Ambassador Andrey Kulik speaks at a press event held at the embassy of Russia in Seoul, Monday. (Yonhap)
Russia’s top envoy to South Korea warned the two countries’ cooperative ties could “change course,” after Seoul announced its decision Monday to join a sanctions campaign to hold Moscow accountable for its invasion of Ukraine.
Ambassador Andrey Kulik made the remarks hours after Seoul’s foreign ministry announced its decision to bar the exports of strategic materials to Russia and join the multinational move to exclude the country from the SWIFT global payment network.
“The decision is deeply regrettable,” Kulik told a press conference. “Russia-South Korea relations have developed only in a positive way in the past 30 years. The upward trajectory, I think, will now change course.”
The ambassador accused the United States of using Ukraine as a “tool” to “suppress Russia’s development” and warned of consequences facing countries joining anti-Moscow sanctions.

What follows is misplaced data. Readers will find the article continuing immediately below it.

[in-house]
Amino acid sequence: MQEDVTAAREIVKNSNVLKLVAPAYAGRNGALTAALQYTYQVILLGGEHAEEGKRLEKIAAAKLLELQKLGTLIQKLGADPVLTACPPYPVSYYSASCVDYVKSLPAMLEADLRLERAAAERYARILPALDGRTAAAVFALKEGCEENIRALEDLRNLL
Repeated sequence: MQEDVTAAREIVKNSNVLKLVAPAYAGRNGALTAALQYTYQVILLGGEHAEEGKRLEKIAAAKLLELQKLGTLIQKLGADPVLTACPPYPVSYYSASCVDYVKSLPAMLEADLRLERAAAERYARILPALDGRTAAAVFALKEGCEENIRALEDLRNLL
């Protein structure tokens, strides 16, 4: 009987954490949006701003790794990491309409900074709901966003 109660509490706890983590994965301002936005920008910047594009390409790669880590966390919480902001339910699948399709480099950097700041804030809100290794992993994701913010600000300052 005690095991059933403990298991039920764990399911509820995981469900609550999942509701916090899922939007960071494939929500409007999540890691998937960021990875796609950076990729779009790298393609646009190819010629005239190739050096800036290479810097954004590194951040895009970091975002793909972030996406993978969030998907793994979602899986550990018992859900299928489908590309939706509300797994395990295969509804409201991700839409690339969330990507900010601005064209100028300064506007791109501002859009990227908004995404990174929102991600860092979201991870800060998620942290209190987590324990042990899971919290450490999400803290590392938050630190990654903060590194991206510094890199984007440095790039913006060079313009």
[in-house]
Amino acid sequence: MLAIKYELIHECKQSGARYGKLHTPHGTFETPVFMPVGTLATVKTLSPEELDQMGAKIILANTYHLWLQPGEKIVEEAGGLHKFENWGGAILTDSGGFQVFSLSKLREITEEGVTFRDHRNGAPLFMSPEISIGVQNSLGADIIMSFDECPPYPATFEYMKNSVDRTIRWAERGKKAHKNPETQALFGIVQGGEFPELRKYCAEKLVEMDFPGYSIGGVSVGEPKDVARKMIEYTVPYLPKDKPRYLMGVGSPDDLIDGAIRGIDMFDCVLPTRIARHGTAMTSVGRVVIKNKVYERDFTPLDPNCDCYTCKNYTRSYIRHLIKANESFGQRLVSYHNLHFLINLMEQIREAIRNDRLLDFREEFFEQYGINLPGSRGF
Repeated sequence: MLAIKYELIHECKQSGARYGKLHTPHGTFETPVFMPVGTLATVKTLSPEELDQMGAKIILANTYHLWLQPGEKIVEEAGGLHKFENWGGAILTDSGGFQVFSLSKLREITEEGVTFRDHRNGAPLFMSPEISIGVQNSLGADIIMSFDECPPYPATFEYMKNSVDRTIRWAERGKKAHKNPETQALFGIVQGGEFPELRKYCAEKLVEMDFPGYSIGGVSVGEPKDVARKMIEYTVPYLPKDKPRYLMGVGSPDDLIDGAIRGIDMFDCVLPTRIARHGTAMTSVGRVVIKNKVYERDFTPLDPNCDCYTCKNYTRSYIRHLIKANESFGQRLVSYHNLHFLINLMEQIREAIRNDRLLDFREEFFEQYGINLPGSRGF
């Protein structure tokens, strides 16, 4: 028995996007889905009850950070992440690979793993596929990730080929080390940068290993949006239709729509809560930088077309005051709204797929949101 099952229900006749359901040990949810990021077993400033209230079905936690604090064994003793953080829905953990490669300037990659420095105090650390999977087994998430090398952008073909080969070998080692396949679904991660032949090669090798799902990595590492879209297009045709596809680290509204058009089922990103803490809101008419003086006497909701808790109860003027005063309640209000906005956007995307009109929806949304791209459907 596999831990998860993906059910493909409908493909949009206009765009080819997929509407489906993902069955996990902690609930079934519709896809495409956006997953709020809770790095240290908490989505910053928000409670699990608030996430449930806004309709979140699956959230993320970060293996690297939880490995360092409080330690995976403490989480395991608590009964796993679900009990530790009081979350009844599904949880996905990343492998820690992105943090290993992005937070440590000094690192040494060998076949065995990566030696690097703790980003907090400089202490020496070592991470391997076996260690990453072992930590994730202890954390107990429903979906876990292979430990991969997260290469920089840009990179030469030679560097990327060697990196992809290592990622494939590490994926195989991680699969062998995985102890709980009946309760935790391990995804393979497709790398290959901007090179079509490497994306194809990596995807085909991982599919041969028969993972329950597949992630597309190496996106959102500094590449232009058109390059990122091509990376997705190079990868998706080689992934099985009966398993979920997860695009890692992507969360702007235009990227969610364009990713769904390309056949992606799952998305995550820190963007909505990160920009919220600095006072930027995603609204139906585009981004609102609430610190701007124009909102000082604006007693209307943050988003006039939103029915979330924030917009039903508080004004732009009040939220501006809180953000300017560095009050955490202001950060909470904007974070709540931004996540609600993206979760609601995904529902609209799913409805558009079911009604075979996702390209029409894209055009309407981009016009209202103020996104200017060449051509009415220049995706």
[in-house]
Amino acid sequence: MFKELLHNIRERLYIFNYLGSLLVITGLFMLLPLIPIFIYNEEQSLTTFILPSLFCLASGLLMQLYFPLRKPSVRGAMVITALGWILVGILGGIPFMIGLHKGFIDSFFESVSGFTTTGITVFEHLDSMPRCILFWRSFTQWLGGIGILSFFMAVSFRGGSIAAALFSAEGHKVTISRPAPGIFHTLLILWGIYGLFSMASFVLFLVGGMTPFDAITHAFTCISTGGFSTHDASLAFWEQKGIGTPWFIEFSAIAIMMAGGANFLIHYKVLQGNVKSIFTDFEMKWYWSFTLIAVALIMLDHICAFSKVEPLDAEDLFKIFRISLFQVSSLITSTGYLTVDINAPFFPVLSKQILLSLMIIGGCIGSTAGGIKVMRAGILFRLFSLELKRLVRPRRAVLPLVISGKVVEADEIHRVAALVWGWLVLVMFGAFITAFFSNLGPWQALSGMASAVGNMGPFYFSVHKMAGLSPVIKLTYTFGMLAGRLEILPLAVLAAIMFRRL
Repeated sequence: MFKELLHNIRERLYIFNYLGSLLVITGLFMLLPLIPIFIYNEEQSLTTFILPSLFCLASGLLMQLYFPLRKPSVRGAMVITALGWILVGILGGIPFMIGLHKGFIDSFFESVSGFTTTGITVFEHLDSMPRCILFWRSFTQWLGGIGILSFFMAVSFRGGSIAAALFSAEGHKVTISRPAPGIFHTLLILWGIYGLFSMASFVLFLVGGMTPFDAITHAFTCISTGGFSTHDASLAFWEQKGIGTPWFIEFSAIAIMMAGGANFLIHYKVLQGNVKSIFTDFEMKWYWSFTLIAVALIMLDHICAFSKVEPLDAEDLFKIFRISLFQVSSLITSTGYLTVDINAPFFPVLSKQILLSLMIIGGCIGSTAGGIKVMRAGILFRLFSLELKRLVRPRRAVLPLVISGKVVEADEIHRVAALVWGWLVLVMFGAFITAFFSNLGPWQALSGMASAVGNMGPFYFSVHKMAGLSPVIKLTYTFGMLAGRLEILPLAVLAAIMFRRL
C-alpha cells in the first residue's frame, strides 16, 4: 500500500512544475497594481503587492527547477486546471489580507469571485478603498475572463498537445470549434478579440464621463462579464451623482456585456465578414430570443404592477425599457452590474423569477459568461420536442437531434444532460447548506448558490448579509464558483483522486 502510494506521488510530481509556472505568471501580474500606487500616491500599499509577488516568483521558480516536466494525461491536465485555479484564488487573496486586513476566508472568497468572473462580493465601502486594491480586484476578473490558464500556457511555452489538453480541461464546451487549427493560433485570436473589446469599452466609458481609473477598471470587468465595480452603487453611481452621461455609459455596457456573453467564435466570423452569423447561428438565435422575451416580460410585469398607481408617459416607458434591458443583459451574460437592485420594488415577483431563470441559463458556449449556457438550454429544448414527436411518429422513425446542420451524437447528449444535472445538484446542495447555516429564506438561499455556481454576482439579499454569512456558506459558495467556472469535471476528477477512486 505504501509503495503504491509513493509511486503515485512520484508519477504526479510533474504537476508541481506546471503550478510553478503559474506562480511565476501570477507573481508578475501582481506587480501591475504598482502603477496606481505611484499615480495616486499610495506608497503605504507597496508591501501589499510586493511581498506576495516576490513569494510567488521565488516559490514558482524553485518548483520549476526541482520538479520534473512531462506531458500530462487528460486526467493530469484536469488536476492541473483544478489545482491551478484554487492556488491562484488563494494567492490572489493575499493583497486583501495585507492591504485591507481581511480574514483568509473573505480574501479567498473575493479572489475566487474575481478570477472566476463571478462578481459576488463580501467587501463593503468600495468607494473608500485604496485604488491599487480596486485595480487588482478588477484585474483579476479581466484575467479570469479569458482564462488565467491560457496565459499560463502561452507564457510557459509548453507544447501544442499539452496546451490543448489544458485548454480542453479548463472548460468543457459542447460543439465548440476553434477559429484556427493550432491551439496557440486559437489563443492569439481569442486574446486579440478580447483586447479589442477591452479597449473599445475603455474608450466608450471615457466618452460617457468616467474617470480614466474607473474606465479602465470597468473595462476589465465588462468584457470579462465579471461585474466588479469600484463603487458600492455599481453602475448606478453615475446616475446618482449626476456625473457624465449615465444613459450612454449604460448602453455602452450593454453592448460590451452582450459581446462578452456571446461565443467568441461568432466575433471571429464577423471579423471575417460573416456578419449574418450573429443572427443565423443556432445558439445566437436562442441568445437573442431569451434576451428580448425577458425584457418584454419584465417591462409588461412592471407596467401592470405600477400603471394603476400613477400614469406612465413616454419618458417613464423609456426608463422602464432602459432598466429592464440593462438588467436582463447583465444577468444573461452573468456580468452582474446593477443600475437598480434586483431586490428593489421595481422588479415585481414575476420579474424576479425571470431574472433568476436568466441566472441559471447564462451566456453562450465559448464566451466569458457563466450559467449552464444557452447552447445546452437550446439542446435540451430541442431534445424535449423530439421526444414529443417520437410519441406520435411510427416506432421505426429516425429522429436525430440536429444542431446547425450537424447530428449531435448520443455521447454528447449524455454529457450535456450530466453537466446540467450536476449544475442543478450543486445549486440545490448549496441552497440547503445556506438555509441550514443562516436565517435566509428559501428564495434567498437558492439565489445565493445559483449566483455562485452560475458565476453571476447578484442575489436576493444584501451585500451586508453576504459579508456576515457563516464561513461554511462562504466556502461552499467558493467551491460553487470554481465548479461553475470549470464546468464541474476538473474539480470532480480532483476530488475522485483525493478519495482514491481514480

“Countries taking part in sanctions against Russia will not only face considerable damage in bilateral ties but are also participating in illegal acts led by the Western countries,” he said.
He also said the sanctions will “be of no help” for long-sought three-way cooperative projects involving the two Koreas and Russia.
“Cooperative projects among South and North Korea, and Russia are indeed closely related to resolving the nuclear issue, inter-Korean relations, peace on the Korean Peninsula, security and prosperity,” he said. “With that in mind, it makes me doubt if South Korea really needs all that.”
On Thursday, President Moon Jae-in announced South Korea will join international sanctions on Russia, saying any use of armed force causing human casualties cannot be justified. (Yonhap)